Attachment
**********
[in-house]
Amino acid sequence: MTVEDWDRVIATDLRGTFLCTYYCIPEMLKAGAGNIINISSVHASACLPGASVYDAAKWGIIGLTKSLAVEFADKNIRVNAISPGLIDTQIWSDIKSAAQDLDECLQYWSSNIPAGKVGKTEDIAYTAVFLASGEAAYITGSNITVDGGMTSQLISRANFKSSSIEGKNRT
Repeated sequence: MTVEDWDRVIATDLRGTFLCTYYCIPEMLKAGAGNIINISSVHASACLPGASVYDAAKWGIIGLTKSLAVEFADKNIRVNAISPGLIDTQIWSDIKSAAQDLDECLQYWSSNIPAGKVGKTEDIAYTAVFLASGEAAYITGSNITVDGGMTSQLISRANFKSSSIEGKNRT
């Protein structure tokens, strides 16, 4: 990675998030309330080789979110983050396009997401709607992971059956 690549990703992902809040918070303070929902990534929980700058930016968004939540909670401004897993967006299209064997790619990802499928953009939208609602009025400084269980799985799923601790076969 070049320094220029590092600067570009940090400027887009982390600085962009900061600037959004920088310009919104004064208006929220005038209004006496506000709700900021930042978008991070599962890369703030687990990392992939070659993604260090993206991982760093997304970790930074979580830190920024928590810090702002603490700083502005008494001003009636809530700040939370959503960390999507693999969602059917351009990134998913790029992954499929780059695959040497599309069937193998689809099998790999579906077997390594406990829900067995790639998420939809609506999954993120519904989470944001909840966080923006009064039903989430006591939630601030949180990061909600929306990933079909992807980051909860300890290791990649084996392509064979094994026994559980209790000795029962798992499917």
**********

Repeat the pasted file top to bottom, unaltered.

[in-house]
Amino acid sequence: MTVEDWDRVIATDLRGTFLCTYYCIPEMLKAGAGNIINISSVHASACLPGASVYDAAKWGIIGLTKSLAVEFADKNIRVNAISPGLIDTQIWSDIKSAAQDLDECLQYWSSNIPAGKVGKTEDIAYTAVFLASGEAAYITGSNITVDGGMTSQLISRANFKSSSIEGKNRT
Repeated sequence: MTVEDWDRVIATDLRGTFLCTYYCIPEMLKAGAGNIINISSVHASACLPGASVYDAAKWGIIGLTKSLAVEFADKNIRVNAISPGLIDTQIWSDIKSAAQDLDECLQYWSSNIPAGKVGKTEDIAYTAVFLASGEAAYITGSNITVDGGMTSQLISRANFKSSSIEGKNRT
């Protein structure tokens, strides 16, 4: 990675998030309330080789979110983050396009997401709607992971059956 690549990703992902809040918070303070929902990534929980700058930016968004939540909670401004897993967006299209064997790619990802499928953009939208609602009025400084269980799985799923601790076969 070049320094220029590092600067570009940090400027887009982390600085962009900061600037959004920088310009919104004064208006929220005038209004006496506000709700900021930042978008991070599962890369703030687990990392992939070659993604260090993206991982760093997304970790930074979580830190920024928590810090702002603490700083502005008494001003009636809530700040939370959503960390999507693999969602059917351009990134998913790029992954499929780059695959040497599309069937193998689809099998790999579906077997390594406990829900067995790639998420939809609506999954993120519904989470944001909840966080923006009064039903989430006591939630601030949180990061909600929306990933079909992807980051909860300890290791990649084996392509064979094994026994559980209790000795029962798992499917």